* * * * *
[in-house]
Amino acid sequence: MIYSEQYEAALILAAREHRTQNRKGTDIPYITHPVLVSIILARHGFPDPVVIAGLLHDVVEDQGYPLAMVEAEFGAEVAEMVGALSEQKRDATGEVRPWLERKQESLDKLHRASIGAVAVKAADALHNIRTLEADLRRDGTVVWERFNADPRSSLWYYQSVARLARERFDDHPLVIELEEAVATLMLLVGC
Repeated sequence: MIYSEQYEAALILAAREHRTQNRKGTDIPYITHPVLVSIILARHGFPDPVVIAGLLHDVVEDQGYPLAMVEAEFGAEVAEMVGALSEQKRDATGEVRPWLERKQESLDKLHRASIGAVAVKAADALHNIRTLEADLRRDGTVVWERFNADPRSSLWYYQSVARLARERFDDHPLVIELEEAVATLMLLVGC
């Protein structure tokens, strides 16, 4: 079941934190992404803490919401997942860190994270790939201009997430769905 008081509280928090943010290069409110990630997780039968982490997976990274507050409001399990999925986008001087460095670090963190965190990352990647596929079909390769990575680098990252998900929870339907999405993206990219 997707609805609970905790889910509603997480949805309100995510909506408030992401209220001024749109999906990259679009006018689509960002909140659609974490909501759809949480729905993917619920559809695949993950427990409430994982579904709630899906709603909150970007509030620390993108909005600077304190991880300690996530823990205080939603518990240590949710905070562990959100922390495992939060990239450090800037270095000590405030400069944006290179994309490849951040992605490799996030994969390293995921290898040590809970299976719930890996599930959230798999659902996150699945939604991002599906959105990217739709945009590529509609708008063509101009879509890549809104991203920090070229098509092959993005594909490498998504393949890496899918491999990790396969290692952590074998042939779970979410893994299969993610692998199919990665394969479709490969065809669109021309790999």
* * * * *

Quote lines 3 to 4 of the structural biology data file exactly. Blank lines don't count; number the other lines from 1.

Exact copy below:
Repeated sequence: MIYSEQYEAALILAAREHRTQNRKGTDIPYITHPVLVSIILARHGFPDPVVIAGLLHDVVEDQGYPLAMVEAEFGAEVAEMVGALSEQKRDATGEVRPWLERKQESLDKLHRASIGAVAVKAADALHNIRTLEADLRRDGTVVWERFNADPRSSLWYYQSVARLARERFDDHPLVIELEEAVATLMLLVGC
């Protein structure tokens, strides 16, 4: 079941934190992404803490919401997942860190994270790939201009997430769905 008081509280928090943010290069409110990630997780039968982490997976990274507050409001399990999925986008001087460095670090963190965190990352990647596929079909390769990575680098990252998900929870339907999405993206990219 997707609805609970905790889910509603997480949805309100995510909506408030992401209220001024749109999906990259679009006018689509960002909140659609974490909501759809949480729905993917619920559809695949993950427990409430994982579904709630899906709603909150970007509030620390993108909005600077304190991880300690996530823990205080939603518990240590949710905070562990959100922390495992939060990239450090800037270095000590405030400069944006290179994309490849951040992605490799996030994969390293995921290898040590809970299976719930890996599930959230798999659902996150699945939604991002599906959105990217739709945009590529509609708008063509101009879509890549809104991203920090070229098509092959993005594909490498998504393949890496899918491999990790396969290692952590074998042939779970979410893994299969993610692998199919990665394969479709490969065809669109021309790999």